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What is Familial Hypercholesterolemia?

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Familial hypercholesterolemia – what a tongue twister! Just reading the name of this rare condition made my eyes tired. While the name may be a mouthful, it’s easy to decipher this condition if you break it down:

• familial – family, inherited or passed down from family member to family member
• hyper – think over-active or hyperactive child
• cholesterol - blood levels of low-density lipoprotein (LDL – “bad”) and high-density lipoprotein (HDL – “good”) cholesterol

• emia - abnormal condition relating to the blood

Looking at it from this perspective, familial hypercholesterolemia is simply an inherited, abnormal blood condition where your LDL levels are too high. This definition may be an oversimplification but it gives you the broad picture of the condition.

The result of a gene defect (chromosome 19), familial hypercholesterolemia is passed from parent to child. If you have a defective chromosome 19, there is a 50 percent chance (for each child) that you will pass the defective gene on to the next generation.

The condition is quite serious because the condition renders the person unable to process and remove LDL (bad) cholesterol from their blood. This process of accumulating excess LDL cholesterol begins at birth so it’s easy to see that the end result can be quite catastrophic, often resulting in very early atherosclerosis, heart disease and even premature heart attack or death.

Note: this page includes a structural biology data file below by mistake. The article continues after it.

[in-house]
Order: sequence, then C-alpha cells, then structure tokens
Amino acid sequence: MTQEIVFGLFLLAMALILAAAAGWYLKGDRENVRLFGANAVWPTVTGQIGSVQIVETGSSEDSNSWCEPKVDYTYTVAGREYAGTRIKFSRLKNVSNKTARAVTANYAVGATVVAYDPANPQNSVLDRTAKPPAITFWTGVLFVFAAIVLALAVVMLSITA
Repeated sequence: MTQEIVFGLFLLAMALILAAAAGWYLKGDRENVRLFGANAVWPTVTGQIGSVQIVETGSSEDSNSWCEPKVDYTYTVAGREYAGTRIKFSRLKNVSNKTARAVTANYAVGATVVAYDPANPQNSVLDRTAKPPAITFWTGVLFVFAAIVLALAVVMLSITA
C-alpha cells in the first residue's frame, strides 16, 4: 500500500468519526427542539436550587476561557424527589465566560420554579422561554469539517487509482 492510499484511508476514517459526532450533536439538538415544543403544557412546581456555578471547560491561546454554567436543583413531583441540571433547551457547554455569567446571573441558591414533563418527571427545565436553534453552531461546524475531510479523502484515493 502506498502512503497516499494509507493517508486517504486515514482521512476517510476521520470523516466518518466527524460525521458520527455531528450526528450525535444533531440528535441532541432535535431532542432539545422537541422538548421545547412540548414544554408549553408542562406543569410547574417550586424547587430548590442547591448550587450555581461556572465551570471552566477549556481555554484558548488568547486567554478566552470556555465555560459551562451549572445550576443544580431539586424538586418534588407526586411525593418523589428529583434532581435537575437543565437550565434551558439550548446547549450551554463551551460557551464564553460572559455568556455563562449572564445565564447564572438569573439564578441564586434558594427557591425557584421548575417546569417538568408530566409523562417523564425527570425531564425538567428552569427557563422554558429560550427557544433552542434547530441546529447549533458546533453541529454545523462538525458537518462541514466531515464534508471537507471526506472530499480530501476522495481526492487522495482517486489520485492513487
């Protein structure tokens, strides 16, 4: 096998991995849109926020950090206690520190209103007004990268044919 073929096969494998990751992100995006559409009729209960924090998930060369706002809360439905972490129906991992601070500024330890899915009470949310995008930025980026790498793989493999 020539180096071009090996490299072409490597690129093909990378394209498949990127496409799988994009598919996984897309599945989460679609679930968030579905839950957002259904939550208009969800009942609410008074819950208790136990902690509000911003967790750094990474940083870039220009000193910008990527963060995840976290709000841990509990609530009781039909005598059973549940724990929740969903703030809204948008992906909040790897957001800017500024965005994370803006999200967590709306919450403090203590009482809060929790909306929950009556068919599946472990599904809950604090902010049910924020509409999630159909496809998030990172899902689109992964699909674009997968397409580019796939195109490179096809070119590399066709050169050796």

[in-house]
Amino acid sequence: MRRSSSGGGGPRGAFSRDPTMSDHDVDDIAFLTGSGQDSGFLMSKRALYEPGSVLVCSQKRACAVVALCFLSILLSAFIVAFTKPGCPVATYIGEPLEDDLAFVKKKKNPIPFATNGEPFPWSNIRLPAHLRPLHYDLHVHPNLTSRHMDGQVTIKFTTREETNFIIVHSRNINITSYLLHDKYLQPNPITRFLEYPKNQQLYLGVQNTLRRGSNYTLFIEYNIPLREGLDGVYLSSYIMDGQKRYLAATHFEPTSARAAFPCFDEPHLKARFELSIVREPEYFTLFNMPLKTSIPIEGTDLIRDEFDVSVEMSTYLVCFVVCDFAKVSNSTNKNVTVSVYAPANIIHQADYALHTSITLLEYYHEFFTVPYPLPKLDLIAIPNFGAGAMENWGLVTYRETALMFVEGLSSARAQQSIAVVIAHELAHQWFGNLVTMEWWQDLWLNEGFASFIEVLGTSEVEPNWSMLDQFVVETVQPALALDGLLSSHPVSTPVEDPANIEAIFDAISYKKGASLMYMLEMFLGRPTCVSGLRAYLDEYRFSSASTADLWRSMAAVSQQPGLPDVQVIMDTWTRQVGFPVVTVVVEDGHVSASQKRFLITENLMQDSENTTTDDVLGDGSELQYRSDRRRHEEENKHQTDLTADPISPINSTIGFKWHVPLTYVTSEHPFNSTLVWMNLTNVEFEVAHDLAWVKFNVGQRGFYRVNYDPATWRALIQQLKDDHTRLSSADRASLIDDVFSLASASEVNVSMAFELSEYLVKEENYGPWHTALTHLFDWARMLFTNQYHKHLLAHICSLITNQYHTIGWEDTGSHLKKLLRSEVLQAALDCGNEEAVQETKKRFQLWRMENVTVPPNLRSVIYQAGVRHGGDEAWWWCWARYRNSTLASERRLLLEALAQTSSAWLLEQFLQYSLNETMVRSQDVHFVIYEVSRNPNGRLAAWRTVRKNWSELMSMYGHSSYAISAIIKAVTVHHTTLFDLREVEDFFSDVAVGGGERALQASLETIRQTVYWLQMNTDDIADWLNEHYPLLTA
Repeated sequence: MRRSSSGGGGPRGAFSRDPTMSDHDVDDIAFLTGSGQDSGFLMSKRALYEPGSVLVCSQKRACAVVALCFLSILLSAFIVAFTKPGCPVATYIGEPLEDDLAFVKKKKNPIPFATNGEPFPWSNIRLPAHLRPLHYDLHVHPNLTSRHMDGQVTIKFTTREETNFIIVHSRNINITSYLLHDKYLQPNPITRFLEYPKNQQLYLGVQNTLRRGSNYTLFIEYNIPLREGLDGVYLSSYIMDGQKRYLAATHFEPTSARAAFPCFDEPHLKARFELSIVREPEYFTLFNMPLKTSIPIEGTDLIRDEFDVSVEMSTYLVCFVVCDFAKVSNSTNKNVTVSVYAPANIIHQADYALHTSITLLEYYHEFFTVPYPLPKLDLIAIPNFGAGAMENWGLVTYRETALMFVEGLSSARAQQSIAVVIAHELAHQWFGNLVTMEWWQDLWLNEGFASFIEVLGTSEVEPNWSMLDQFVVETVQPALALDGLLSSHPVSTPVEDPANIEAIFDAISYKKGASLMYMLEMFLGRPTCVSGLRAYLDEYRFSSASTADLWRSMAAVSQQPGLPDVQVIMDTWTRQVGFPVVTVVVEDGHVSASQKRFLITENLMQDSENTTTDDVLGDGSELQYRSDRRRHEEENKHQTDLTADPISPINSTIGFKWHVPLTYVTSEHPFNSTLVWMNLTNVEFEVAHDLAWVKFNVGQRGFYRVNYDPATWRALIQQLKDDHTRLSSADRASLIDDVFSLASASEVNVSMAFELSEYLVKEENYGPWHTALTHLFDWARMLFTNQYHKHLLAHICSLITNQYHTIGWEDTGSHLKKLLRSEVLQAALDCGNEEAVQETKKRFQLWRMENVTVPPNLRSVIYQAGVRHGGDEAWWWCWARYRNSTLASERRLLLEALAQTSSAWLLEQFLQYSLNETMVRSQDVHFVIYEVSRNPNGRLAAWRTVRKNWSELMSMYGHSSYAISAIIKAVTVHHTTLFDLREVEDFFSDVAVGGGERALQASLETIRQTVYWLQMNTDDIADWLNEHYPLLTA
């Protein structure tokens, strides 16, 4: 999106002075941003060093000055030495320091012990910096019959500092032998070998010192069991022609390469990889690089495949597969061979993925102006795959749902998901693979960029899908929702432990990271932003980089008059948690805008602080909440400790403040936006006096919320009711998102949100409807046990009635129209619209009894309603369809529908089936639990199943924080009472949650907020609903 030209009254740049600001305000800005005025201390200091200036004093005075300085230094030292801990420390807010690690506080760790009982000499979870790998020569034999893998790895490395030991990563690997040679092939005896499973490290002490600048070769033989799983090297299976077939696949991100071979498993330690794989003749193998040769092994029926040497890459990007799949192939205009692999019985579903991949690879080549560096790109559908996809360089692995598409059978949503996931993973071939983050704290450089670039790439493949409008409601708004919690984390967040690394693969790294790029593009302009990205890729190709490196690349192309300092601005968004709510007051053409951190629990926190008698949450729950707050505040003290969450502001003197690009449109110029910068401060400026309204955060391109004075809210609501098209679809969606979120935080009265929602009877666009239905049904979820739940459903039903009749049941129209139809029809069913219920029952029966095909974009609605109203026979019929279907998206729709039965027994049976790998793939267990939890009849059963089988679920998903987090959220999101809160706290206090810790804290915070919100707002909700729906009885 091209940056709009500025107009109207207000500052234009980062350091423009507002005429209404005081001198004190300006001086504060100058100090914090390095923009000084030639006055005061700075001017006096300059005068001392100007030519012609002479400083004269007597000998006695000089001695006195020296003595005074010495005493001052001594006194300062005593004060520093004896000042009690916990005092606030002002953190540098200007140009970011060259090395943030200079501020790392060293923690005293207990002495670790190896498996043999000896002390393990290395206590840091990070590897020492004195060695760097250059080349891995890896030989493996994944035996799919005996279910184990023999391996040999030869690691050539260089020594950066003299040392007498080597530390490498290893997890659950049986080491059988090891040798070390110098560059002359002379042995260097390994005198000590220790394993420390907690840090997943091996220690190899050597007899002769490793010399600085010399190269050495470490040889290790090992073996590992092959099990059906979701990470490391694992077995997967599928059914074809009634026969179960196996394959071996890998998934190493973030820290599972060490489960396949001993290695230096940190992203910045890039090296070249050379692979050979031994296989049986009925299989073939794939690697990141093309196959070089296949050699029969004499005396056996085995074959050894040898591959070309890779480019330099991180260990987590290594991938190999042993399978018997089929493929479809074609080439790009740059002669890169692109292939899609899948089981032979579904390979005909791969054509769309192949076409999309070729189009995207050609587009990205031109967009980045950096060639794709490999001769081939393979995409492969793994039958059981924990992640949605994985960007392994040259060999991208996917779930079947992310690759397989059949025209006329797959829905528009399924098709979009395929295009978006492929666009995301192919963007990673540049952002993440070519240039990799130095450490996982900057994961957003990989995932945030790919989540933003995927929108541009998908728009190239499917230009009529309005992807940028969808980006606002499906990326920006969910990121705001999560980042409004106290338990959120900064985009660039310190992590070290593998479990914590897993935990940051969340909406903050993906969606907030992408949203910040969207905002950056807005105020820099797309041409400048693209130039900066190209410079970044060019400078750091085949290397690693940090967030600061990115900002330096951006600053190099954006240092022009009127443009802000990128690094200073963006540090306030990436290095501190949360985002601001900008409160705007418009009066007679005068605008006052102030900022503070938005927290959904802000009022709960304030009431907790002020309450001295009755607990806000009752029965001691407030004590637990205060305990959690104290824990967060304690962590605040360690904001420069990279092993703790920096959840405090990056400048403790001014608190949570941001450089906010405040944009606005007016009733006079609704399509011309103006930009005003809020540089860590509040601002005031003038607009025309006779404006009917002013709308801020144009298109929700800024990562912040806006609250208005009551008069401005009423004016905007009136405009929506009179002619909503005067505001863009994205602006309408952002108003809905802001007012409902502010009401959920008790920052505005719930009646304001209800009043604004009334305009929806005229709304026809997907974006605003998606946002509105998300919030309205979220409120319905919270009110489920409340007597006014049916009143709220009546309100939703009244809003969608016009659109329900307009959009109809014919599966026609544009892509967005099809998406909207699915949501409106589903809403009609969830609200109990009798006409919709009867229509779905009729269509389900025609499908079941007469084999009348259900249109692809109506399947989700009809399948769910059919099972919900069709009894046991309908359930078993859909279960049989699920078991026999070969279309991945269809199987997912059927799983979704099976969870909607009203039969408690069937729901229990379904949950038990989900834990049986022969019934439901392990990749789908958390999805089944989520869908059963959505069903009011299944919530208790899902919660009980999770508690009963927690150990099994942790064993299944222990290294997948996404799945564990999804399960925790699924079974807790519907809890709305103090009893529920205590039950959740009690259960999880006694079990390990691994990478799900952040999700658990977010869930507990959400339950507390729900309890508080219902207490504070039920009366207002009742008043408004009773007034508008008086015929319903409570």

Persons with one defective chromosome 19 (heterozygous) often see blood cholesterol levels in excess of 300md/dL. Since we obtain a chromosome from each parent, it’s possible to inherit two defective chromosome 19 genes. If you’re unlucky enough to have inherited a defective chromosome 19 from both parents (homozygous) then your blood cholesterol levels could be consistently above 600mg/dL.

Familial hypercholesterolemia often hits men much worse. It’s not uncommon to see men with familial hypercholesterolemia suffer a heart attack in their 40s. Women fare somewhat better with the results not being fully felt until their 50s. For those with two defective chromosome 19 genes, the outlook is not as good.

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We value and respect our HERWriters' experiences, but everyone is different. Many of our writers are speaking from personal experience, and what's worked for them may not work for you. Their articles are not a substitute for medical advice, although we hope you can gain knowledge from their insight.

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